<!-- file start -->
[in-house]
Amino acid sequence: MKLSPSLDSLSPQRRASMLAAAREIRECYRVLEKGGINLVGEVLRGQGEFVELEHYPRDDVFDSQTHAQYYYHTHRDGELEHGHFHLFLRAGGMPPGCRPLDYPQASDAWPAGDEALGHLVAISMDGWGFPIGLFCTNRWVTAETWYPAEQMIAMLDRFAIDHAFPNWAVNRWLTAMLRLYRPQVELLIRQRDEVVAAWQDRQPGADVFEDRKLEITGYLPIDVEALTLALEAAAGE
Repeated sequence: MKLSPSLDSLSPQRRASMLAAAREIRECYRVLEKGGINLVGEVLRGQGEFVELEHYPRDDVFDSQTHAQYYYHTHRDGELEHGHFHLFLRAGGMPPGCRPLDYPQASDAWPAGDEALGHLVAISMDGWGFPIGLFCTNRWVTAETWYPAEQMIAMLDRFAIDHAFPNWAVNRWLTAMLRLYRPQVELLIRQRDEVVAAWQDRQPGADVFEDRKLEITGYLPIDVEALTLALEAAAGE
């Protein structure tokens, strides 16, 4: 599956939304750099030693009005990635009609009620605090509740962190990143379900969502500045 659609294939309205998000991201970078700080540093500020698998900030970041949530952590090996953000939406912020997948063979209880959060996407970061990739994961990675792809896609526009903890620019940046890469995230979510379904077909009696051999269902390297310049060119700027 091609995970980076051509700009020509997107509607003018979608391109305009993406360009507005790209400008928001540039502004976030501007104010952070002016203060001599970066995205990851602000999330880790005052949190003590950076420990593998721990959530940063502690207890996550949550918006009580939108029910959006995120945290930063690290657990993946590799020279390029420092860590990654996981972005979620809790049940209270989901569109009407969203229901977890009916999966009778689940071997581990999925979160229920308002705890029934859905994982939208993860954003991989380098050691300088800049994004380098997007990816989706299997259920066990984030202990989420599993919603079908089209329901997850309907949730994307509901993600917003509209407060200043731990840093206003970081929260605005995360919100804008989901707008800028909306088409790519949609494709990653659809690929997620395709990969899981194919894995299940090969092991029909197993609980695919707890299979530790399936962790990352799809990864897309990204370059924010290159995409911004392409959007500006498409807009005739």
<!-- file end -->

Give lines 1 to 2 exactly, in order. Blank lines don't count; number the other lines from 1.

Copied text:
[in-house]
Amino acid sequence: MKLSPSLDSLSPQRRASMLAAAREIRECYRVLEKGGINLVGEVLRGQGEFVELEHYPRDDVFDSQTHAQYYYHTHRDGELEHGHFHLFLRAGGMPPGCRPLDYPQASDAWPAGDEALGHLVAISMDGWGFPIGLFCTNRWVTAETWYPAEQMIAMLDRFAIDHAFPNWAVNRWLTAMLRLYRPQVELLIRQRDEVVAAWQDRQPGADVFEDRKLEITGYLPIDVEALTLALEAAAGE